It may seem off-base to worship God for the sake of the world. We might be more inclined to think that we worship God for God’s sake or at least for our sake. But for the sake of the world? Without denying the other options I want to suggest that we really should consider what it means to worship God for the sake of the world; especially as we work to reconcile what seem to be opposite impulses in the life of the church: worship and mission. First let’s review what we have discussed over the last seven weeks about mission ...

God’s Mission and the Christ
Christ is Lord over all creation. There is one kingdom.
There are not multiple kingdoms with rulers other than Christ. The contest is over. Jesus is exalted as Lord or as Peter said, "God has made this Jesus, whom you crucified, both Lord and Messiah" (Acts 2:36). All the earth and all creation may submit to this rule or resist it.
Christ’s people live by that rule – everywhere in the world. Our allegiance to Christ is not determined by political, national, or cultural boundaries. We are not any more or less Christian based on where we live. Whether or not America is considered a "Christian" nation does not determine our allegiance to the rule of Christ. Whether or not the south remains the "Bible belt" does not determine our allegiance to Christ. Those who call on the Christ and submerge their lives into live by the rule of the savior and are citizens of his emerging kingdom.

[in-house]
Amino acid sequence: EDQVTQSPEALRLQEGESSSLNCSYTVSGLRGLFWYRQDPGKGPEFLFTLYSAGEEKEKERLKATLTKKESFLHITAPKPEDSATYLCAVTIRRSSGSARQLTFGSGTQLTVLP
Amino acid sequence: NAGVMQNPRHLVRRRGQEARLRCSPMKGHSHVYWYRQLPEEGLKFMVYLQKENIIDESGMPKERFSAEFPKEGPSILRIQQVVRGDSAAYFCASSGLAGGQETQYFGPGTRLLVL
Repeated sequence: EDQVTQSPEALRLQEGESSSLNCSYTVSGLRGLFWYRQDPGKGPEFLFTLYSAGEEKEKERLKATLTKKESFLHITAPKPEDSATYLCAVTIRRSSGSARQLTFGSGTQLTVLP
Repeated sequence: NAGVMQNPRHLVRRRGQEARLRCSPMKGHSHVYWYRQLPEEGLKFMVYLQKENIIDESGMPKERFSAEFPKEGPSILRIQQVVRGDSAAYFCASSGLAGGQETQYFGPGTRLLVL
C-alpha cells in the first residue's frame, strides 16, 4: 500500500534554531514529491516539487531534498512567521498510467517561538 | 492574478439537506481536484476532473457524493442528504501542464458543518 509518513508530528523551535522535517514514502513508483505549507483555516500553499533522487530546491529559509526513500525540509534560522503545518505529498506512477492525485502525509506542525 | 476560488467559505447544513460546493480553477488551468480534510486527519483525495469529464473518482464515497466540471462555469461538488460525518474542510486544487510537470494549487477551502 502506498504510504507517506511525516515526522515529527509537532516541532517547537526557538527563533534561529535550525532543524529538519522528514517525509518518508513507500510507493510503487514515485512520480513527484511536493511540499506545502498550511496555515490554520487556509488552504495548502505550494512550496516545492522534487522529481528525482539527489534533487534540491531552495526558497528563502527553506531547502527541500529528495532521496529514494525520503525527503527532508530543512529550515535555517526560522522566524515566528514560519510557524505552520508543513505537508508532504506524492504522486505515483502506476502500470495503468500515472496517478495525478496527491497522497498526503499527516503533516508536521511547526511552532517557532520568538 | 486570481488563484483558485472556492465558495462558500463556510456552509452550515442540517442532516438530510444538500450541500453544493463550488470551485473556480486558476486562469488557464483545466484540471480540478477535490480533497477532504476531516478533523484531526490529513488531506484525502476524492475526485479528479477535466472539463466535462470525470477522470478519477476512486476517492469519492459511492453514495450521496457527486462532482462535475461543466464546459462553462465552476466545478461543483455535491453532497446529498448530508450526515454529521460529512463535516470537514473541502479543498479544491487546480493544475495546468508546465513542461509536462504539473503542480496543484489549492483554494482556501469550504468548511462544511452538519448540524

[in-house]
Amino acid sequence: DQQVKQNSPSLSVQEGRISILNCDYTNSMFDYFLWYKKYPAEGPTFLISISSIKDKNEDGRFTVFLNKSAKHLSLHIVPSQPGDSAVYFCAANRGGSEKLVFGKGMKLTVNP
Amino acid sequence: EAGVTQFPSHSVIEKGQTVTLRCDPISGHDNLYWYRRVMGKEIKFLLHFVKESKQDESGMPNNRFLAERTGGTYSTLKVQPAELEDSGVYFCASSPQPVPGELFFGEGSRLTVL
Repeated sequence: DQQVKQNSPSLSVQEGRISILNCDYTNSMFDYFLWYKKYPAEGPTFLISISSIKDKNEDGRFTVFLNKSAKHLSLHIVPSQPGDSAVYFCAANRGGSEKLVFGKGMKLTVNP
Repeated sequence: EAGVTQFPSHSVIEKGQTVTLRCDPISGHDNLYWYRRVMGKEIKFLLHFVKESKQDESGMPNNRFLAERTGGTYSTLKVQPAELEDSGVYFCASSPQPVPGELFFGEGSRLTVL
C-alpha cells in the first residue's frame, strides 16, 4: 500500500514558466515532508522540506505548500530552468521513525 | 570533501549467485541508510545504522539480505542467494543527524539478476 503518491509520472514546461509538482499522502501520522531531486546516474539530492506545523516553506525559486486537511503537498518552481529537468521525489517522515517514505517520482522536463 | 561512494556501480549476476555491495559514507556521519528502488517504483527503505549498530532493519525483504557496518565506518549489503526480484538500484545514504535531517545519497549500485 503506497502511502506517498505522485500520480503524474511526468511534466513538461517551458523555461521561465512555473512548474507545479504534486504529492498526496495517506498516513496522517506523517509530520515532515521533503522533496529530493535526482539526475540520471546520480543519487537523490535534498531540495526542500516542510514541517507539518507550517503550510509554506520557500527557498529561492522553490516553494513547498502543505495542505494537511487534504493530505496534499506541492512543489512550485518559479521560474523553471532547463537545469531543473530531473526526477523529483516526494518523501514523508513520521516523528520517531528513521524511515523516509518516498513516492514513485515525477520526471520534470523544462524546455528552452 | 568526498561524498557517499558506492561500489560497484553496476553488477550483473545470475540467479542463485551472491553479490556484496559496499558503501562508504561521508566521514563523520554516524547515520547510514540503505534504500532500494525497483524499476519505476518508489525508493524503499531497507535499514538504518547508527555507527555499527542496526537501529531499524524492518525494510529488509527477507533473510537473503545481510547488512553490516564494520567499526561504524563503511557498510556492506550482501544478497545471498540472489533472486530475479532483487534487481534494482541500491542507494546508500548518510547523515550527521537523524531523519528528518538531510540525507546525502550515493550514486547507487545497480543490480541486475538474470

We are defined by his rule and his mission. So ultimately, our character and the character of the church is shaped by the common Lord and the common mission that gathers up the people of Christ and sends them out into creation. We are shaped by the character of our king (When you think of a kingdom, the kings image and name are printed on all the money and legal documents and seals and his own person becomes the standard of measurement – a foot, a span, a yard).